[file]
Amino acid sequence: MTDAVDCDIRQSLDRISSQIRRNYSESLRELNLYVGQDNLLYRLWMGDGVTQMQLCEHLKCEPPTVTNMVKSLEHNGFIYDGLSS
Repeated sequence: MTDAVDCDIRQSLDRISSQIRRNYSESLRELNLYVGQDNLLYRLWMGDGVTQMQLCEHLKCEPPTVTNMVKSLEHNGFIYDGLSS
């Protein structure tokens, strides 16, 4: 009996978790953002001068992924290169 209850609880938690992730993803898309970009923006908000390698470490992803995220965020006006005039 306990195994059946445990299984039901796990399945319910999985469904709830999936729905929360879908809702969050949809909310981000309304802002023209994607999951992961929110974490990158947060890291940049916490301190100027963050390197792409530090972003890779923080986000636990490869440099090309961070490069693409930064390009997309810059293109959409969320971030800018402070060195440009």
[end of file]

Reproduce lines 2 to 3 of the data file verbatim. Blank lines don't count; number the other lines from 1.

Repeated sequence: MTDAVDCDIRQSLDRISSQIRRNYSESLRELNLYVGQDNLLYRLWMGDGVTQMQLCEHLKCEPPTVTNMVKSLEHNGFIYDGLSS
């Protein structure tokens, strides 16, 4: 009996978790953002001068992924290169 209850609880938690992730993803898309970009923006908000390698470490992803995220965020006006005039 306990195994059946445990299984039901796990399945319910999985469904709830999936729905929360879908809702969050949809909310981000309304802002023209994607999951992961929110974490990158947060890291940049916490301190100027963050390197792409530090972003890779923080986000636990490869440099090309961070490069693409930064390009997309810059293109959409969320971030800018402070060195440009």